You are wrong about latency. Comunitcations satellites are 22,500 miles up (from article). The speed of light is 186,282 miles per second. For a signal to go to a satellite and back would take about .25 seconds. A quater second is only noticable if you can see the persons mouth moving in real time (out of lip-sync). The signal will take longer to go through all of the encoders involved.
The reason we don't use satellites for personal comunication is mostly that satellite time is too expensive. It also takes a much larger transmitter to get to space, which is why sat phones are so much larger than the cell phone in your pocket.
I'd love to see everyone's cell phone die...it would be hysterical watching these poor little sheep try to function without one....
Right there with ya.
If my daughter's cell phone died, she would become extremely grumpy. I would send her to your house!!
Especially the police and fire departments and hospitals. Cell phones aren't just toys for the rich and clueless, they are integral to professions that help everyone.
I wouldn't rely on police or firefighters using cell phones for business purposes, instead of more proper solutions. Unless you mean notifying them about incidents by members of general population. Then yes, cell phones make it a bit easier than before they were introduced on mass scale.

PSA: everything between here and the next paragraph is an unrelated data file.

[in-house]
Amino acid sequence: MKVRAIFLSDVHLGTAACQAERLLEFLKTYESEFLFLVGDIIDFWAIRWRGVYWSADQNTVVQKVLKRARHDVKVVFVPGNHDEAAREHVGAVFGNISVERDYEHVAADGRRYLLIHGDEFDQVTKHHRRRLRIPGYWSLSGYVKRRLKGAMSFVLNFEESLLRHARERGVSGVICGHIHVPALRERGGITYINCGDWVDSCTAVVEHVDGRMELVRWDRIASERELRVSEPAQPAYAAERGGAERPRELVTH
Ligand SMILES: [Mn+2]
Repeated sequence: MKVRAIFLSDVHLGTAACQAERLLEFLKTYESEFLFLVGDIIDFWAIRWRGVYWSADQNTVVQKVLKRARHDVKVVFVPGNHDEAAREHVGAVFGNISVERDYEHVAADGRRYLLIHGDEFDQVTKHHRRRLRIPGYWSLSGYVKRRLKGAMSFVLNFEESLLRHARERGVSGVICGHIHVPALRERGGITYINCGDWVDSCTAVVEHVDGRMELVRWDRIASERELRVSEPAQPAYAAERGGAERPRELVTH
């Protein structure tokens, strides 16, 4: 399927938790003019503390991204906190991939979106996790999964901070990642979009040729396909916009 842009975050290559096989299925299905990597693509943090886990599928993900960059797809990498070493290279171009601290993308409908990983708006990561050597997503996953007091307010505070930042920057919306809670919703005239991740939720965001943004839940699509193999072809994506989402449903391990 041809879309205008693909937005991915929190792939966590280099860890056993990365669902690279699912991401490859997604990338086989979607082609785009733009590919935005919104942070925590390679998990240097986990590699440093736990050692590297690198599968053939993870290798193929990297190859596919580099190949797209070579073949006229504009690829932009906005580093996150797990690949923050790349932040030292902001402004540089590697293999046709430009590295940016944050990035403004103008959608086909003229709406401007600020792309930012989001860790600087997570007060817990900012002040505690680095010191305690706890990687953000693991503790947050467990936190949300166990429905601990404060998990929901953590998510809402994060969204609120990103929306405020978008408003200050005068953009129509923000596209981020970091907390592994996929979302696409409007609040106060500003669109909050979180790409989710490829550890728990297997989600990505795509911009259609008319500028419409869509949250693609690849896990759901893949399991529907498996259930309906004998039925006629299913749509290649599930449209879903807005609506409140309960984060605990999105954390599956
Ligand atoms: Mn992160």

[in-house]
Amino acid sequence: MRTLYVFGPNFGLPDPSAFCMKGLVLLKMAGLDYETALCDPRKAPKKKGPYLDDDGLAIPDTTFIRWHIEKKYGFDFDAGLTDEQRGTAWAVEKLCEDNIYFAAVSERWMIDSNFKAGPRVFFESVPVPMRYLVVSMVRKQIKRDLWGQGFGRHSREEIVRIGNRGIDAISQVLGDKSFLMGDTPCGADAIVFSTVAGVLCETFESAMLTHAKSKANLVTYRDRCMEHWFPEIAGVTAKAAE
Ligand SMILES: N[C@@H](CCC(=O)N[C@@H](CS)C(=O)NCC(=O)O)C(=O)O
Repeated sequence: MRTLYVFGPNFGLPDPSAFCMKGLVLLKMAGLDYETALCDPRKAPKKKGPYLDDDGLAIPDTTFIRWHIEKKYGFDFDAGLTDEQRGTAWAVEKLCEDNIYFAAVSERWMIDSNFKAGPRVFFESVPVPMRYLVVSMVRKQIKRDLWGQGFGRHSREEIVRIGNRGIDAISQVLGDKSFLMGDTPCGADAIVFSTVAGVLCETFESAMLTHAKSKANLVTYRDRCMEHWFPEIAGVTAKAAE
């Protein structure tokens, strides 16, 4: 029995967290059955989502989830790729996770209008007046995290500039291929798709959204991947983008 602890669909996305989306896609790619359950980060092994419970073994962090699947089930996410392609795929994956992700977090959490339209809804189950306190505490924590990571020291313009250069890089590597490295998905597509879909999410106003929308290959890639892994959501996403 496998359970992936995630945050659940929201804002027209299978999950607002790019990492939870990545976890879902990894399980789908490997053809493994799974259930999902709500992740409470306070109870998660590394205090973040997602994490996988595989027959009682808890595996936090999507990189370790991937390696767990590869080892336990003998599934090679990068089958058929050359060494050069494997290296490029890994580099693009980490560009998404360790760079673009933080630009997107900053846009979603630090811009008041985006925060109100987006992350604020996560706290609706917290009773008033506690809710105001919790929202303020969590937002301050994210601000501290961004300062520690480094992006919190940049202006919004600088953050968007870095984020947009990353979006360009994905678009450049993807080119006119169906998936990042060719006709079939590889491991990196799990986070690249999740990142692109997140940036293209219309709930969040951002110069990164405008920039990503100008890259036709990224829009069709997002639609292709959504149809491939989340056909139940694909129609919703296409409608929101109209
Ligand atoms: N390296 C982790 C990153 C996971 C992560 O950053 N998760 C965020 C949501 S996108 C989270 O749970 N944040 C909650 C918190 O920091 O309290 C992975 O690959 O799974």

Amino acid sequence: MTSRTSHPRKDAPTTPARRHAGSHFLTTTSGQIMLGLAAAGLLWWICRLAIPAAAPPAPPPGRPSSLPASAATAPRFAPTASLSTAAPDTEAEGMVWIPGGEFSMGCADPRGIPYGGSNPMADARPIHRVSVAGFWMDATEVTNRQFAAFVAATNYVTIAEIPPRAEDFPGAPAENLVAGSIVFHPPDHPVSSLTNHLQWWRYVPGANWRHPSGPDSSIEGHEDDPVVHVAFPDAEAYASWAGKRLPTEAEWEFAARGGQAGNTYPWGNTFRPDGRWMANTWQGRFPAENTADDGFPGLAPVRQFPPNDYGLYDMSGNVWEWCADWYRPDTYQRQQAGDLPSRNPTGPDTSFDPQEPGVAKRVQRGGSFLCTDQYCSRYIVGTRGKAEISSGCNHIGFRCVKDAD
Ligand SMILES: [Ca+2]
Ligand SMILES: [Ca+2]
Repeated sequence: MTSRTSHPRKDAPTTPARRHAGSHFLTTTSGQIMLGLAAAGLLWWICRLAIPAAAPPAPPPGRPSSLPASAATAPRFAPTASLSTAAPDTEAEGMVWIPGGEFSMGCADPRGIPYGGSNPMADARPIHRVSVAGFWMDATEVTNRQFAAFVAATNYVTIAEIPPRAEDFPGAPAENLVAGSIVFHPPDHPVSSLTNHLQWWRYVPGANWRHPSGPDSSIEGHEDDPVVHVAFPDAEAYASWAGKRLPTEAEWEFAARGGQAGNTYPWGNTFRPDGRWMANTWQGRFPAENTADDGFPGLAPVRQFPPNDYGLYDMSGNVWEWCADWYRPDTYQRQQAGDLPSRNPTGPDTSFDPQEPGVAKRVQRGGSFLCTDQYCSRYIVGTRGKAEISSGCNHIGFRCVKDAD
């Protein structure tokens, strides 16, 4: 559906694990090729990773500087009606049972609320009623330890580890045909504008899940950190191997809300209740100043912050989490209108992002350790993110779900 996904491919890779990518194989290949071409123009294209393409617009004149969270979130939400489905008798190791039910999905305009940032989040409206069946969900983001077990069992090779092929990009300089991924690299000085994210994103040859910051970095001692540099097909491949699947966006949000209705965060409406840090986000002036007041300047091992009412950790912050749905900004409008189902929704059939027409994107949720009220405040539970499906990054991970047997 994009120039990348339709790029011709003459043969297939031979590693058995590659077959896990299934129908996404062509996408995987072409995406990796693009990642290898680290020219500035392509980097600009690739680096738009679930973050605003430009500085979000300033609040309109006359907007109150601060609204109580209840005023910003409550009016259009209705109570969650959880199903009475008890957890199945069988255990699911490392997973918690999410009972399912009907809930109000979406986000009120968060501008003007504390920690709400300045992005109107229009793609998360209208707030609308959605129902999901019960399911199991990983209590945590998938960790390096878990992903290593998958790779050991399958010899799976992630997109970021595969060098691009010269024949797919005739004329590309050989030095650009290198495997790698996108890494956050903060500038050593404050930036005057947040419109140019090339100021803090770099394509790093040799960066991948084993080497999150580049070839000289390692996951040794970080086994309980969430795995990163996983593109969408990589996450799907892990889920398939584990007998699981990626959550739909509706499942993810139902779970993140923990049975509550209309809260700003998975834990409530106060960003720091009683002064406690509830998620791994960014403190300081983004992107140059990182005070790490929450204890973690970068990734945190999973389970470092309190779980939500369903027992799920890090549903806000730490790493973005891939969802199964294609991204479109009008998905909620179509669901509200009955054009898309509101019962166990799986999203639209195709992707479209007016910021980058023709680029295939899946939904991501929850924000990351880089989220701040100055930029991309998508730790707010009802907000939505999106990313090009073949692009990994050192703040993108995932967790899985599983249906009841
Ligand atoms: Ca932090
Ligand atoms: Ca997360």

If only we could be so lucky.
"These satellites include those used by television networks, cell phone services and weather services." No, cellular phones make use of terrestrial antennas. You see them everywhere. Those antennas are connected by wires, cables, or microwave links to the landline phone system. It is SATELLITE PHONES that make use of satellites.
Technically, cell phones use some of these satellites as well, but only as part of the broader telephone system. But yeah, your hand-held cell phone doesn't quite have the range to reach a geo-synchronous satellite. They can't even reach towers more than a couple miles away, most of the time.
If their is a asteroid heading our way, How come we are not testing any technology to change its course? even dough it wont it us.
I can just see it now ... high-level politician says we can try out testing a deflection system.
Other politicians scream about how we're wasting money on something that has less chance of happening than the same person hitting the Mega Millions one night and then the Powerball the next.
If the asteroid is as close as they say it is, changing it's course could be very dangerous. What if they changed it, and then it did hit us?
Sounds about right.
No, they are inhabited by woosoudolms and they are not hackers.
Only if it hits it while it is pressed against your ear.
But what if the astroid stops and asks to speak to the humpback whales? Will it affect cell phone service then?
There should be little or no interference by the asteroid unless it hits satellite. If that happens you will here a little voice like HAL which says please call back I am about to be hit by an asteroid.
Were it other than NASA scientists – I might be a little more confident.
Yeah... Because nothing says "untrustworthy" more than NASA SCIENTIST...
Well there was that one time back in the 90's when NASA crashed the mars orbiter because they didn't have the correct units of DISTANCE.....
miles, kilometers, same thing... =)